What do a medical diagnosis and education reform have in common?
Two things: (1) complex matters reduced to a few letters, and (2) failing children.
First, consider ADHD. Below are some readings to help interrogate how this diagnosis has many significant problems, misdiagnosis and over-diagnosis among them, some of which are related to the high-stakes accountability movement in education:
- Medicating ADHD in the Brave New World of High-Stakes Accountability
- Don’t Rush to Saddle Children With the A.D.H.D. Label, Donna Ford
- Worrying Disparities in Diagnosis of Black and White Children, Keith B. Wilson
- Failure to Conform Accounts for Most A.D.H.D. Diagnoses, Susan Hawthorne
- Is It Really A.D.H.D. or Just Immaturity? KJ Dell’Antonia
Next, a growing list of alphabet (toxic) soup is assaulting our schools and students under the umbrella of “state takeover” approaches, targeting mostly high-poverty and racial minority schools.
RSD, ASD, OSD, and EAA—among others—have gained political momentum built on propaganda and not results. Below is a reader addressing the failures of state takeover plans for schools:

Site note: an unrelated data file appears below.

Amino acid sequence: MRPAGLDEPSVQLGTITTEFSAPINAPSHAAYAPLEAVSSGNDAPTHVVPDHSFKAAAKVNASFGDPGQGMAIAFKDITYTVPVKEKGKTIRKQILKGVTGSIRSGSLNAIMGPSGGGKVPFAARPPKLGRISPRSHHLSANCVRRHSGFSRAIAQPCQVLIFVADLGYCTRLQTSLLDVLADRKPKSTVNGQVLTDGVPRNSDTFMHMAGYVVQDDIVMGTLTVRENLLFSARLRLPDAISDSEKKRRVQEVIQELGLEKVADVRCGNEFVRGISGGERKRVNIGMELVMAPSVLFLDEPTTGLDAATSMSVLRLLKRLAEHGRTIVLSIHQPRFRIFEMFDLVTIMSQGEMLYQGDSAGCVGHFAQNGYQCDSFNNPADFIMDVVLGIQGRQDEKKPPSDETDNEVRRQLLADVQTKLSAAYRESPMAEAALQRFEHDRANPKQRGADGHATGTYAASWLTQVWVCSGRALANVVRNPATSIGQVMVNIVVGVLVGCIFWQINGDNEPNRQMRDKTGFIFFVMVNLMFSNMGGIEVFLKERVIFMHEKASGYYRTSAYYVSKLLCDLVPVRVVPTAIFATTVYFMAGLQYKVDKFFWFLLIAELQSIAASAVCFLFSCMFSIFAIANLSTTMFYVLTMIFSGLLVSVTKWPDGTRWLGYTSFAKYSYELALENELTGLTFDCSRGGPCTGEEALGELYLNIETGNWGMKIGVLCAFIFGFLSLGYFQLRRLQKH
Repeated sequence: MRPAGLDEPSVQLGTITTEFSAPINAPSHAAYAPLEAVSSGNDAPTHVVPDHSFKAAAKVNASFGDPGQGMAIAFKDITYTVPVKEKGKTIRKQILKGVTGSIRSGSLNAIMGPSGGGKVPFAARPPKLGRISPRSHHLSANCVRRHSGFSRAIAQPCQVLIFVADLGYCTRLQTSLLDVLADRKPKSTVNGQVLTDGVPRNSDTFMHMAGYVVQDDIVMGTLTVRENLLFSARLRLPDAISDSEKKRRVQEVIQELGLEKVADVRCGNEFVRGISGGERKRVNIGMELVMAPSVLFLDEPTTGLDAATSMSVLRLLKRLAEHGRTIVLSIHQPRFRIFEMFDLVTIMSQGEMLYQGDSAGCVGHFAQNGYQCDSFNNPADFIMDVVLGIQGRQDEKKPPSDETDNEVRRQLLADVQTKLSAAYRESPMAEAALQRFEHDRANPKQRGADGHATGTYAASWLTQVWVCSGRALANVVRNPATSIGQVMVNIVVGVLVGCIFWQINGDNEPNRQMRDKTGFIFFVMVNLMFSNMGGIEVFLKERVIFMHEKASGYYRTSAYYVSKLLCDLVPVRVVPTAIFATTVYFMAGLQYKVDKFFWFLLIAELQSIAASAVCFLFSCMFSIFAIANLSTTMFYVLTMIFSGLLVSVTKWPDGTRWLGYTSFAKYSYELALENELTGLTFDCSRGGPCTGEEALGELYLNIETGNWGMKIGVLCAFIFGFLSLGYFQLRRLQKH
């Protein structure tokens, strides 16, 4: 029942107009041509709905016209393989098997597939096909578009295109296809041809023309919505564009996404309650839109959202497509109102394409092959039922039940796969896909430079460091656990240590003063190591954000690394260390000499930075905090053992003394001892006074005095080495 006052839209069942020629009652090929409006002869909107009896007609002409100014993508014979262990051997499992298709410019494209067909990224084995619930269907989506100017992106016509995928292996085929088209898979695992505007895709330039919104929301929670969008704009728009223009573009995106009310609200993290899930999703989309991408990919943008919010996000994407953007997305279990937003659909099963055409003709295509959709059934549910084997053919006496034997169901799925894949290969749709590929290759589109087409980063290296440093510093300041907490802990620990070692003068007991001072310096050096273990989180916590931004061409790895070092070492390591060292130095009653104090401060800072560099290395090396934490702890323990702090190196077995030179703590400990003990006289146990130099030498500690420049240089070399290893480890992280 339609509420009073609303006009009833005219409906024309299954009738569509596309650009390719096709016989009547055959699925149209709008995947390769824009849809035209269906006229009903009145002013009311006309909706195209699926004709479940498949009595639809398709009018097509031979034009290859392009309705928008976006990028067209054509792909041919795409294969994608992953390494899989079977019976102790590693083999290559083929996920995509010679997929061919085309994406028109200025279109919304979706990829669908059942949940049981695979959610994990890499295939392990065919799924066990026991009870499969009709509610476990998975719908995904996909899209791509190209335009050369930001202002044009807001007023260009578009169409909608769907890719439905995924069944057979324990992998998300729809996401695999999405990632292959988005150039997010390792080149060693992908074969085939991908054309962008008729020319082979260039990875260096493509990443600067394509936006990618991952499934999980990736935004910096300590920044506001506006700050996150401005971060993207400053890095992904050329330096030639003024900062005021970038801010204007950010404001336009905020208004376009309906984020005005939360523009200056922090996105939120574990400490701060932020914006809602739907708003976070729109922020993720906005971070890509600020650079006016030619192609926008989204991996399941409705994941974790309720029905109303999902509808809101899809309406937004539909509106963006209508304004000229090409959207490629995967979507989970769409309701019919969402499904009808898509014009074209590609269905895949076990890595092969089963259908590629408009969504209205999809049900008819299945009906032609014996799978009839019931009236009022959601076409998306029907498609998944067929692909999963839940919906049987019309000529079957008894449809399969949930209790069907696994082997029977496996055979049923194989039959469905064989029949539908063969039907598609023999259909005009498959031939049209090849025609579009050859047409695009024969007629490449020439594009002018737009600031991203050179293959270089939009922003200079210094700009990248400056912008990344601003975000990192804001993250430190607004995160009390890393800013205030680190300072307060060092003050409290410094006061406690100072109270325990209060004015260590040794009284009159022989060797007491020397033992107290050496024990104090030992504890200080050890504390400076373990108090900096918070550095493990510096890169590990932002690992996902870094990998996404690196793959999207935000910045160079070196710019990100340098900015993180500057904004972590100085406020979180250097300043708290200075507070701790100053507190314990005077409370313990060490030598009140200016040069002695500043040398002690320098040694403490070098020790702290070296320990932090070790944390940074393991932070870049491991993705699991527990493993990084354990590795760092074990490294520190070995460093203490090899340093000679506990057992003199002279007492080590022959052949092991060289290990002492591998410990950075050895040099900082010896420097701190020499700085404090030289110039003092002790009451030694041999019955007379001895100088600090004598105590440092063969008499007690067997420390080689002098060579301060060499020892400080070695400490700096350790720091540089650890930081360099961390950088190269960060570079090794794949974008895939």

- Investing In What Works, Leigh Dingerson, et al. (Southern Education Foundation)
- State Takeovers of Low-Performing Schools: A Record of Academic Failure, Financial Mismanagement & Student Harm
- Whose Choice? Student Experiences and Outcomes in the New Orleans School Marketplace, Frank Adamson, Channa Cook-Harvey, and Linda Darling-Hammond
- Connecting Dots of ASD Advocacy: Don’t Buy It
- A Failing Grade for K-12 State Takeovers, Kent McGuire, Katherine Dunn, Kate Shaw, and Adam Schott
Low-income students need more support, not an achievement school district | NC Policy Watch
Finally, misdiagnosing and over-diagnosing ADHD along with partisan-political state takeovers of schools are targeting and hurting vulnerable populations of students—students who need the most support to overcome the obstacles of their lives not of their own making.
3 thoughts on “Beware Educational Alphabet: ADHD, RSD, ASD, OSD, EAA”
“School was so boring. I tried falling asleep but they kept on waking me up, so I started messing about instead. Now I have ADHD!”.
Reblogged this on Vanessa's Blogueria.
Thank you for addressing this issue. I have been trying to export the message to our low-income communities that the long years of pushing kids toward more and more testing (and now the advent and veneration of even MORE tediously scheduled testing days) has become just another excuse for identifying and labeling children as being problematic, as being hyper-active and as being behaviorally dangerous when, VERY LOGICALLY, they act out under the pressure of our don’t-wriggle, don’t-draw, don’t-move, don’t-read, don’t-fuss testing mandates. ciedieaech.wordpress.com: Don’t Do Me That.